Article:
Lately, I had to set up a continuous integration (CI) pipeline for multiple versions of an iOS and tvOS app. Since I didn’t find a lot of information on how to do this in a simple way I decided to write this blog post.
Guest post by Tiago Martinho, software entrepreneur. The original post appeared on Medium.
Tiago is a Portuguese Software entrepreneur currently working with ThoughtWorks in Barcelona. He hosts a Swift Peer lab every Saturday and loves to build mobile applications. Currently, he is trying to bootstrap a podcast about iOS and Swift with his friend Lewis.
This post is useful if you have:
- A White Label Application (WLA) that contains multiple variations of the same application;
- An application that targets multiple platforms (iOS/tvOS/macOS);
And you don’t want to have duplication in your CI pipeline or have to define your environment variables in the pipeline.
I used the Fastlane tool to automate the tasks needed to deploy the app.
Like all tools, it has advantages and disadvantages.
- Your pipeline is not tied to any particular service;
- It can be run locally, in a service or in a remote machine;
- It depends on an open-source project;
- You need time to configure it;
- You need time to maintain it;
If you are not familiar with Fastlane please refer to their documentation.
Reading the documentation of fastlane the use of environment variables seemed the best fit for my use case.
In order to load different variables for each variation of the app, you need to define a file for each variation.
In my case I defined 4 files with the following names:
Each file contains the variables needed to build that specific version of the application:
For tvOS the platform is:
These variables are loaded by adding the option env when invoking fastlane:
The pipeline reads these variables and is defined in the Fastfile:
This pipeline is doing the following five steps:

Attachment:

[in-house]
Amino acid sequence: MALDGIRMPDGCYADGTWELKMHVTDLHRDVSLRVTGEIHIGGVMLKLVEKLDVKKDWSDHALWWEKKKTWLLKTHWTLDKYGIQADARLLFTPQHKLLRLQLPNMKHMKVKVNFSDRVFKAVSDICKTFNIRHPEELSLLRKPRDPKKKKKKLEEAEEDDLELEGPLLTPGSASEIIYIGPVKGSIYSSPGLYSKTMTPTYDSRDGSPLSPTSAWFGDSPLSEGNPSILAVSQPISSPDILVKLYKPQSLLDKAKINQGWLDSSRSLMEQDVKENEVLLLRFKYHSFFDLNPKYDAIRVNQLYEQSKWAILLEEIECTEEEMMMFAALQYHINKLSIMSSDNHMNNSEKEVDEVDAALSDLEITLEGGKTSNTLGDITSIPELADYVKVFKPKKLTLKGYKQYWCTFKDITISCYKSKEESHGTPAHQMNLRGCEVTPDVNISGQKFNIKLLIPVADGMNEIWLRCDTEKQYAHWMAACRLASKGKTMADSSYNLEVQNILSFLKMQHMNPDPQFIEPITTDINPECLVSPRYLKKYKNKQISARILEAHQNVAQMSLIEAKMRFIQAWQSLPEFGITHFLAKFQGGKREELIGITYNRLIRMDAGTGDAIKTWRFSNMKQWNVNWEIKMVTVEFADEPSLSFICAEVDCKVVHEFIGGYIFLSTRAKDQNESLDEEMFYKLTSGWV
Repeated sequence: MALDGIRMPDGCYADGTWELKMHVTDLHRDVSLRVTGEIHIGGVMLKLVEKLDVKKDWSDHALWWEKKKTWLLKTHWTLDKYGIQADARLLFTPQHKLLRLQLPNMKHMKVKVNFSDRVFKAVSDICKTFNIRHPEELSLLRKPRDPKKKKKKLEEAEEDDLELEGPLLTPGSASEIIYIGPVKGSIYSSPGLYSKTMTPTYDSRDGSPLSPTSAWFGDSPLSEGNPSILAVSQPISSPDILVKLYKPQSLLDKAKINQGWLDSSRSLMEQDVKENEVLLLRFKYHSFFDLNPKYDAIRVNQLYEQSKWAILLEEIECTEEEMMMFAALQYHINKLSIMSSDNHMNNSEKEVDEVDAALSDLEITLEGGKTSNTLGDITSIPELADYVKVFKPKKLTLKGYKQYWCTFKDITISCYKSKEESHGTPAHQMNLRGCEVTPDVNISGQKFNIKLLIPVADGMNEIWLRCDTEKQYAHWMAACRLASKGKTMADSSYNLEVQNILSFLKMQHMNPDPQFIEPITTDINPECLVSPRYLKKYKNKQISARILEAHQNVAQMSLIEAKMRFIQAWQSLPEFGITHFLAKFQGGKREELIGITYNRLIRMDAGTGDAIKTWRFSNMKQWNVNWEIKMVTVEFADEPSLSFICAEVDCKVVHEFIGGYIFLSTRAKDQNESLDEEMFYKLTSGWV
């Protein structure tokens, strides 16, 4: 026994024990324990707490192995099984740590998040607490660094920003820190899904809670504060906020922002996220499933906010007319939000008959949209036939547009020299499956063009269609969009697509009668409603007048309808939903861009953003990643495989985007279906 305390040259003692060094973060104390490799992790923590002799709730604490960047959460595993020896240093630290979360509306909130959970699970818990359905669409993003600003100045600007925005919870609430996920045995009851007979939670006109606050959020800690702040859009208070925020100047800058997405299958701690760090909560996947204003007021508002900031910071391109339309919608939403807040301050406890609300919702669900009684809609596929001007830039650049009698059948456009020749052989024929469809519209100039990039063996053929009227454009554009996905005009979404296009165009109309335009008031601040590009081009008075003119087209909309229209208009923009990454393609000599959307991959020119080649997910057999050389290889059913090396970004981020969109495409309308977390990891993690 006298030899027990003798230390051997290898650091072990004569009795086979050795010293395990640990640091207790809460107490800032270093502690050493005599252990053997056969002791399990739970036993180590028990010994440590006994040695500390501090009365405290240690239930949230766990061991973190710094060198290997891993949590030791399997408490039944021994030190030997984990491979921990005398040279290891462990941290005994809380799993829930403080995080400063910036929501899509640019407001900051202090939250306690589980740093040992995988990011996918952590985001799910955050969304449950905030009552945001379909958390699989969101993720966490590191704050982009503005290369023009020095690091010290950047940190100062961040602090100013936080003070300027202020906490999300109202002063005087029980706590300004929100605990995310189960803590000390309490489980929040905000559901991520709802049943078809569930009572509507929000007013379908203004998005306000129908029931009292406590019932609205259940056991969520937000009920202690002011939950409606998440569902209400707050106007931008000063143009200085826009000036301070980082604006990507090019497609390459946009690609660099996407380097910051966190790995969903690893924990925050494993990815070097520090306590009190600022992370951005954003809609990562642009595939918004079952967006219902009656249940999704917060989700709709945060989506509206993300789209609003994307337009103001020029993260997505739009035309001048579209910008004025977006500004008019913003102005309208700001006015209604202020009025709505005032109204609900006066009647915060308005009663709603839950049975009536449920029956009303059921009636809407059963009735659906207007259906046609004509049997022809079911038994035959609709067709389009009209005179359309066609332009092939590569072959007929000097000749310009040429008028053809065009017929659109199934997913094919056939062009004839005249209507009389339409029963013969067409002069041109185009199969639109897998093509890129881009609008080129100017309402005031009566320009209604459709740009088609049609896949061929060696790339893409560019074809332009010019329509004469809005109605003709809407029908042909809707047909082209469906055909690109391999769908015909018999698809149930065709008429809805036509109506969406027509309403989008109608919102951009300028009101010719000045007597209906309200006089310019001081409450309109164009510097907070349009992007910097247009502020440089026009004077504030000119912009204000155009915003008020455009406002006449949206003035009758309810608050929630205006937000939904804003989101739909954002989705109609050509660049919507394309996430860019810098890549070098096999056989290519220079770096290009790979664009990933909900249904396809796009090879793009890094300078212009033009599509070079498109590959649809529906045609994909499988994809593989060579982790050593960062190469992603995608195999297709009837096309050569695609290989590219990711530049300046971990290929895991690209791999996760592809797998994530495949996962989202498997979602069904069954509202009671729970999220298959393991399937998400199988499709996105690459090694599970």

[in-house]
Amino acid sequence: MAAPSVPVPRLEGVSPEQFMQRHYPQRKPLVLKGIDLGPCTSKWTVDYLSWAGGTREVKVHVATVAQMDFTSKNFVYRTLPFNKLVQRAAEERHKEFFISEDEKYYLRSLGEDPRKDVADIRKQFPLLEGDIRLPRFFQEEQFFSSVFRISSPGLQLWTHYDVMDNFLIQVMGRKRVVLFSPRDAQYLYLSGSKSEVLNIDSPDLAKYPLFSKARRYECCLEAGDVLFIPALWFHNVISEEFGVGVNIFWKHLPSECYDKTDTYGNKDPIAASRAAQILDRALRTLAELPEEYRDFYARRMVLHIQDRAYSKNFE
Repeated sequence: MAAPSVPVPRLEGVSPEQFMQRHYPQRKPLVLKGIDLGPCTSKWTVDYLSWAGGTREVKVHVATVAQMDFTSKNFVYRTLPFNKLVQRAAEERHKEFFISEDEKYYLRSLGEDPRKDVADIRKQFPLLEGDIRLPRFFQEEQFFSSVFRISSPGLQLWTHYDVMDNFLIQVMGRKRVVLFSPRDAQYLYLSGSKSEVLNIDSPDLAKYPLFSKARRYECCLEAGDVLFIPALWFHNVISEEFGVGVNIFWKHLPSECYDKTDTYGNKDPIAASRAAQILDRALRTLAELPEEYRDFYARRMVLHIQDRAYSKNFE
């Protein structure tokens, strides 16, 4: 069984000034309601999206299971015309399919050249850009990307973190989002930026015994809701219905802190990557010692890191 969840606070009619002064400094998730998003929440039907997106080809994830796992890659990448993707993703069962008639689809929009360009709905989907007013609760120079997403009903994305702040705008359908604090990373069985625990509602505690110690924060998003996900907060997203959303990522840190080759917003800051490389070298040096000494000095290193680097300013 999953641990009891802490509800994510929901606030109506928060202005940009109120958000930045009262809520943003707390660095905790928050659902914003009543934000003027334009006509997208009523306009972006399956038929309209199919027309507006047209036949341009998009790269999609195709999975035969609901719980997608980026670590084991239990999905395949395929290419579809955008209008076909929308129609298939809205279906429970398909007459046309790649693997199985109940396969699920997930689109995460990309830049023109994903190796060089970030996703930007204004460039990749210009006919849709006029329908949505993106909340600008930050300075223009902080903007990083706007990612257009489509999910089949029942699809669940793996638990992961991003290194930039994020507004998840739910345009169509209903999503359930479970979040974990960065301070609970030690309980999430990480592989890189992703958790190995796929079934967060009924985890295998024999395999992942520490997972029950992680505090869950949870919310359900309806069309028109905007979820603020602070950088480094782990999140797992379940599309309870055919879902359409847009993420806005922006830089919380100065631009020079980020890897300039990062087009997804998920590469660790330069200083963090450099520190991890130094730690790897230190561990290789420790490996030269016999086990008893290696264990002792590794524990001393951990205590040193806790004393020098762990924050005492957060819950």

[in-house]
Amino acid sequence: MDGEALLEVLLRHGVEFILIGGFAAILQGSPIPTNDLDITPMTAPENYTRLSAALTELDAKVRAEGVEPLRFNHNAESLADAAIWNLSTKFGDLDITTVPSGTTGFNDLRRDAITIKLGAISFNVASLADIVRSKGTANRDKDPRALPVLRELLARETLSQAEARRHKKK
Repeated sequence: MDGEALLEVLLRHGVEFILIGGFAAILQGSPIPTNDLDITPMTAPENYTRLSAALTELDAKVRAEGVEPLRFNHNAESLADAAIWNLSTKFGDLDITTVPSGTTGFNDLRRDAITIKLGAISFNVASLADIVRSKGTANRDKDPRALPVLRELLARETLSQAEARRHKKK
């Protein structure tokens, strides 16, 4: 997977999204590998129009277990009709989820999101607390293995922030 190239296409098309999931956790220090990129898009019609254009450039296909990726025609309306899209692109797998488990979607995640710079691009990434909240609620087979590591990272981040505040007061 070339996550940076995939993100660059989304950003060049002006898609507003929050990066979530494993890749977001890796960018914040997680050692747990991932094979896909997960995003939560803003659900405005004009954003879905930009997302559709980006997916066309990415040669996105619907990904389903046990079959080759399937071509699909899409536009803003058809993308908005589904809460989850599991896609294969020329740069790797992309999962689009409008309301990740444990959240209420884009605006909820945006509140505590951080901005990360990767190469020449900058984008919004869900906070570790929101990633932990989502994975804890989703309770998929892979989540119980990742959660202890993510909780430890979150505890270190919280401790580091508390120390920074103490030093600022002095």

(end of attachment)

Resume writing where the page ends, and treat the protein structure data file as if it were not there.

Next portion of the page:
- cocoapods: installing all the project dependencies with Cocoapods
- run_tests: running the tests that verify our app works correctly
- increment_build_number: incrementing the build number since iTunes Connect requires an ever incrementing build number
- build_app: building our application
- upload_to_app_store: deploying our application to iTunes Connect
Fastlane integrates effortlessly into existing CI services
I used Bitrise, but you could also use CircleCI, Travis CI, or Jenkins.
After following the guided setup from Bitrise when adding a new app you end up with all the configuration needed (Webhook, Setup of Workflow, etc.)
After this, you need to remove all the steps you don’t need. In my case, the pipeline is very simple and after cloning the project and installing the certificates it calls the appropriate Fastlane lane ‘release’:
It’s also needed to setup the Secrets to build the app (FASTLANE_USER, FASTLANE_APPLE_ID, FASTLANE_PASSWORD) and verify the correct stack is selected in my case is Xcode 9.3.x on macOS 10.13.
If you also want to use Bitrise and this post was helpful please use my referral link so I can win a Bitrise t-shirt 😄.
In this blog post we saw how to automate the deploy of multiple versions of the same application for different platforms, iOS and tvOS, using Fastlane and Bitrise.